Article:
Four panels show variations of the roimata (tears) pattern, based on vertically stitched rows, frequently in pairs, that are separated in the same number of non-stitched rows. An Arawa design known as roimata toroa (albatross tears) has alternate parallel rows in vertical blocks, while in a similar Whanganui design was shown as tuturu (leaking water) or turuturu (falling raindrops).

In the Ngāti Porou story of how the kumara came to New Zealand, the ancestor Pourangahua left his wife on the East Coast when he returned to Hawaiki to obtain the tubers. There, his tohunga Ruakapanga not only gave him baskets containing the kumara tubers but also two sacred birds, to help him return. He instructed Pourangahua that he must give prayers of thanksgiving on his safe arrival back in New Zealand, as well as prayers for the safe return of the sacred birds back to Hawaiki, and for a bountiful kumara harvest. However, in his joy at being reunited with his beautiful wife, Pouranahua forgot his instructions. Later, he found the albatross birds weeping, their tears falling onto their breasts. One had been crying so long that its tears were just dripping, short tears. The other cried long tears - roimata toroa. Accordingly, for Ngāti Porou, the roimata turuturu design shows long and short tears.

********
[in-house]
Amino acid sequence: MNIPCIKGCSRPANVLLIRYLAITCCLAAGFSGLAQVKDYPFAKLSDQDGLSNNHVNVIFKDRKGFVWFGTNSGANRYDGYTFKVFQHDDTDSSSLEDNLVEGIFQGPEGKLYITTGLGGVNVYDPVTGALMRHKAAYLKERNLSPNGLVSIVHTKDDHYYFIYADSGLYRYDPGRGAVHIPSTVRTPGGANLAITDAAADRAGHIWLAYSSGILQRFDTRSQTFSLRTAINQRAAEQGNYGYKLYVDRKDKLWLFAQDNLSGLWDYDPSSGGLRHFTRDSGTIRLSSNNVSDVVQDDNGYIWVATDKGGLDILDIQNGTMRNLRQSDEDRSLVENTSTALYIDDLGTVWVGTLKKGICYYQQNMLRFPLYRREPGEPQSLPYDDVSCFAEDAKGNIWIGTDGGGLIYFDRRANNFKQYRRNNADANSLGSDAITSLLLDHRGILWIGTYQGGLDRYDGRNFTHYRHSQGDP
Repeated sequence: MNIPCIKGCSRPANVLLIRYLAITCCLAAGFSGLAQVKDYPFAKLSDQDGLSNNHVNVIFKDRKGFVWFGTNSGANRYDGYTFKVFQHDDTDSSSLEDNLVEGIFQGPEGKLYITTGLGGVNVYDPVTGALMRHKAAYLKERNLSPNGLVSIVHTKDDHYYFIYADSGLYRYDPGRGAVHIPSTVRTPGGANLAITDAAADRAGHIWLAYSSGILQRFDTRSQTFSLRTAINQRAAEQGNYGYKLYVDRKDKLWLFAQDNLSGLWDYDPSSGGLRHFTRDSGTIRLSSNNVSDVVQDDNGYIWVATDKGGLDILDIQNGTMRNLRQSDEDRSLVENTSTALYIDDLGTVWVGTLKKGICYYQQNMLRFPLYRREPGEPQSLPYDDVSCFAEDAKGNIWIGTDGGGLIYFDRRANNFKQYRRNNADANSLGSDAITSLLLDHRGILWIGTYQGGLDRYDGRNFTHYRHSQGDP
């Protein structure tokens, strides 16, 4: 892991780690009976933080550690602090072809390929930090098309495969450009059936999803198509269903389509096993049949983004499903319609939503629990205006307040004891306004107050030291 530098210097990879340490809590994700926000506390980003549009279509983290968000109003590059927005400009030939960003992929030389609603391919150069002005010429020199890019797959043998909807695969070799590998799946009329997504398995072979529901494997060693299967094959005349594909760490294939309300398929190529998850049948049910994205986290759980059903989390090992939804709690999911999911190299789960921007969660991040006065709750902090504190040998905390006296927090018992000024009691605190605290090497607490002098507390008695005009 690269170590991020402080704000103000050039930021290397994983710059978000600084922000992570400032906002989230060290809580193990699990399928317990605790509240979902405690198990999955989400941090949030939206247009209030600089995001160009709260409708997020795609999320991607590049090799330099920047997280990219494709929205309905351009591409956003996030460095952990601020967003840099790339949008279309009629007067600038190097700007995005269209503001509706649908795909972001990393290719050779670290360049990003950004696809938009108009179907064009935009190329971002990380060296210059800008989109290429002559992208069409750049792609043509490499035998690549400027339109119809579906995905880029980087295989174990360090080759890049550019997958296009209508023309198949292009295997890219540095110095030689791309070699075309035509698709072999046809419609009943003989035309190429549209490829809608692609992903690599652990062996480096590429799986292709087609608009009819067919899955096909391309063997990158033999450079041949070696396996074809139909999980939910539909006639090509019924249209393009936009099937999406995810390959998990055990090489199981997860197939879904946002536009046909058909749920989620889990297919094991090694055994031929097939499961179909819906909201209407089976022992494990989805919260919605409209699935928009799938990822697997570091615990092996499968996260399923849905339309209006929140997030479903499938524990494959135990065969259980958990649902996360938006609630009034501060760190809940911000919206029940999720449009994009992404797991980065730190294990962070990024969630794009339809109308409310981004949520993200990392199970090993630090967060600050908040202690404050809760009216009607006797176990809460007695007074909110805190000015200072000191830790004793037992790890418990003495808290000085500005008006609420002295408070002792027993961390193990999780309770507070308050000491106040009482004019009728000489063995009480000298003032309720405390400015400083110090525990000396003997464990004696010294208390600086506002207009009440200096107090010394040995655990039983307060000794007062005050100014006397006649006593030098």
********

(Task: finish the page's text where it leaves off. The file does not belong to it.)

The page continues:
This page reproduces information from page 28 of the booklet Pūawaitanga o te Ringa - Fruits of our busy hands

These panels are on display at Waruwarutū, Tuakiri | Identity, Level 2, Tūranga.

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